What The Fed's Balance Sheet Reduction Will Mean For The S&P 500

Zinger Key Points
  • The Federal Reserve's balance sheet roughly doubled in size to an unprecedented $9 trillion during the pandemic.
  • Some sectors of the market struggled during the previous tightening period more than others; mGrowth and dividend stocks outperformed during the period.

The SPDR S&P 500 ETF Trust SPY is off to a shaky start to 2022, down 5.1% year-to-date.

Investors are rightfully concerned about the potential for Federal Reserve interest rate hikes starting as soon as March, but history suggests the Fed's plan to begin reducing its balance sheet could be even more of a bearish catalyst for stock prices than rising rates.

Balance Sheet Expansion: The Federal Reserve's balance sheet roughly doubled in size to an unprecedented $9 trillion during the pandemic thanks to aggressive monthly bond and mortgage-backed security purchases. That buying has contributed to elevated inflation levels and high stock market valuations.

The Fed has hinted it will begin its "quantitative tightening" process in the near future, but the last time the Federal Reserve sold assets, it didn't go well for stock market investors.

Prior to the financial crisis in late 2008, The Fed held less than $1 trillion in assets on its balance sheet. From Sept. 15, 2008 to Jan. 15, 2015, the Fed increased its balance sheet holdings to $4.51 trillion. During that same stretch, the S&P 500 gained 65.7%.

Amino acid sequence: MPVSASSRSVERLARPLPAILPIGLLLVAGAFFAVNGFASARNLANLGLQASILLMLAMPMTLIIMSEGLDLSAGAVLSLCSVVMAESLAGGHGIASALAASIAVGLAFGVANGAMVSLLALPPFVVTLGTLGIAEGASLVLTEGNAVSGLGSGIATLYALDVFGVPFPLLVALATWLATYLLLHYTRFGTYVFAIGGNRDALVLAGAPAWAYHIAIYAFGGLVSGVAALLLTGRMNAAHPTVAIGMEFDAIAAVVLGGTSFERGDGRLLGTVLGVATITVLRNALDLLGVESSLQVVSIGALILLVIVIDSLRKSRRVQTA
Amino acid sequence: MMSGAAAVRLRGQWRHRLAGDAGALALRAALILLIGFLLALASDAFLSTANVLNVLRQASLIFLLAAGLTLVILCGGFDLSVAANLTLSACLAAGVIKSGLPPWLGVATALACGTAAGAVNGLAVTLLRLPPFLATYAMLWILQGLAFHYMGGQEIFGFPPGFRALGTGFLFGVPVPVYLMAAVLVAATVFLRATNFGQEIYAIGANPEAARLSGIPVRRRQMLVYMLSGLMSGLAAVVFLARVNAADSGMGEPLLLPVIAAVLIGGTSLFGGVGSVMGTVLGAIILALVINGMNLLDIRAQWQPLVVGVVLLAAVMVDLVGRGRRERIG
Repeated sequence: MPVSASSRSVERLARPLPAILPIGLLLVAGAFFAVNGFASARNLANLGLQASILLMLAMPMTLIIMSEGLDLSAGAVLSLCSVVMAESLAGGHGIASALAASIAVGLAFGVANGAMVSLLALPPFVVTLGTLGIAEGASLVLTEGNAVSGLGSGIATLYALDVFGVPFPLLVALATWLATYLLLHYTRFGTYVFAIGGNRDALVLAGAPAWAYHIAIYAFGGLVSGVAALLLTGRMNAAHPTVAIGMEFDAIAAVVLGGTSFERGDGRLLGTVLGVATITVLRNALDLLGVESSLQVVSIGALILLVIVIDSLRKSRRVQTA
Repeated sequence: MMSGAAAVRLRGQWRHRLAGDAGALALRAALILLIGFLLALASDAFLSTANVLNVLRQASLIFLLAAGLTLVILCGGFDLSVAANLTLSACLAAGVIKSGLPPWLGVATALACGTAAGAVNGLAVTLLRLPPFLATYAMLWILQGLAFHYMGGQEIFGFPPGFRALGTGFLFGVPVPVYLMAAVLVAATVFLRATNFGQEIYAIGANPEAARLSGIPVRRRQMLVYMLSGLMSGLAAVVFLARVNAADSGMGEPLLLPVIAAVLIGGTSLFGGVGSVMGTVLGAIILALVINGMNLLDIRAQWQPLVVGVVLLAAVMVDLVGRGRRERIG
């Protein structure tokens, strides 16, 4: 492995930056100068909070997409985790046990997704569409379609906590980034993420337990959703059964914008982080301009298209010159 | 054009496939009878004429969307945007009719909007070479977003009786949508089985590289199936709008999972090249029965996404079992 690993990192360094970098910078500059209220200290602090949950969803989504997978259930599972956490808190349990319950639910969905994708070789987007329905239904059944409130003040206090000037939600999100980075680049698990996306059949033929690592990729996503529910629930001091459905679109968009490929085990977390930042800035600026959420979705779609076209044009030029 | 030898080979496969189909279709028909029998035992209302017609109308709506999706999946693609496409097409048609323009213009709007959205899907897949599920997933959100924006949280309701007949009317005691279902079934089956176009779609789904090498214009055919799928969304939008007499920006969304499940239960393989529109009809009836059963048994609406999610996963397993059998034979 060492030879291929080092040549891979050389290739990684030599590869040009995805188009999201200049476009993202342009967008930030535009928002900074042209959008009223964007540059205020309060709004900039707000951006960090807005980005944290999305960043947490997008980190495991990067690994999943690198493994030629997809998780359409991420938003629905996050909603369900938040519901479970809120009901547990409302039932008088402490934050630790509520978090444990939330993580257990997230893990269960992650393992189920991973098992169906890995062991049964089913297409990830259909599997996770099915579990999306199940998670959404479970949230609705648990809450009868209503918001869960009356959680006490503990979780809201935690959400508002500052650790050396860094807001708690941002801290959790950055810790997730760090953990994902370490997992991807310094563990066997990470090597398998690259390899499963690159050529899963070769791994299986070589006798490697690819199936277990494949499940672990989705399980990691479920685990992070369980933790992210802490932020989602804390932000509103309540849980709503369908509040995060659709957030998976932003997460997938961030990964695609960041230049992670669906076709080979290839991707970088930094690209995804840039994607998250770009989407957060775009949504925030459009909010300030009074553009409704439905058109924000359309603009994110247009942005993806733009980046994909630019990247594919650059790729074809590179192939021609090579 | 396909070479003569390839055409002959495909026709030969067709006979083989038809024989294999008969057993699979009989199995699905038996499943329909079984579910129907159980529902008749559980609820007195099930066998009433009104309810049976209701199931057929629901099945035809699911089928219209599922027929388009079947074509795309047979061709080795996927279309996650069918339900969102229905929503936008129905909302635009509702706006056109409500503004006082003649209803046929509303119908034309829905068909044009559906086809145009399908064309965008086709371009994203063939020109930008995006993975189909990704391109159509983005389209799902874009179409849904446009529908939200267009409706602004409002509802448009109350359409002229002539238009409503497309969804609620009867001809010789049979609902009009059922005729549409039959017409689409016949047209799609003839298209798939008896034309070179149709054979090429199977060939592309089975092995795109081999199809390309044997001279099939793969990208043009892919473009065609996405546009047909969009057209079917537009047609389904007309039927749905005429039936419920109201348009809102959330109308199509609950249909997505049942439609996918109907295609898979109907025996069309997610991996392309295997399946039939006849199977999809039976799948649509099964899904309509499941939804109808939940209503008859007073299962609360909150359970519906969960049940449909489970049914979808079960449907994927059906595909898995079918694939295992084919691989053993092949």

The Fed began its "balance sheet normalization" process in October 2017, allowing bonds to mature without reinvesting the repaid principal into new securities. That process continued through Aug. 26, 2019, reducing the Fed's balance sheet to around $3.76 trillion. During that previous stretch of tightening, the S&P 500 gained just 12.1%.

Related Link: US Adds 467,000 Jobs In January: 'Good For The Economy, But Not For Markets'

Sector Performance: Some sectors of the market struggled during the previous tightening period more than others. The Utilities Select Sector SPDR Fund XLU more than doubled the S&P 500's return during the previous tightening period, generating a total return of 30.6%. The Real Estate Select Sector SPDR Fund XLRE was also a top performer, generating a total return of 27.9%. On the other end of the spectrum, the Energy Select Sector SPDR Fund XLE generated a negative total return of 23.3% during quantitative tightening, while the Materials Select Sector SPDR Fund XLB generated a negative total return of 6.3%.

Growth and dividend stocks outperformed during the period. The Vanguard Growth Index Fund ETF VUG generated a total return of 22.7%, while the Vanguard Dividend Appreciation Index Fund ETF VIG produced a 24.2% total return.

Small-cap stocks and value stocks underperformed during the previous balance sheet run-off. The Vanguard Value Index Fund ETF VTV generated just a 9.8% total return, while the Vanguard Small-Cap Index Fund ETF VB generated an 8.1% total return.

Benzinga's Take: The biggest difference between the upcoming Fed tightening cycle and the previous one may happen if the Fed actually sells assets rather than simply letting them mature and run off naturally. Asset sales could drain bank balance sheet liquidity and potentially pressure both the credit market and stock market valuations, according to Credit Suisse.

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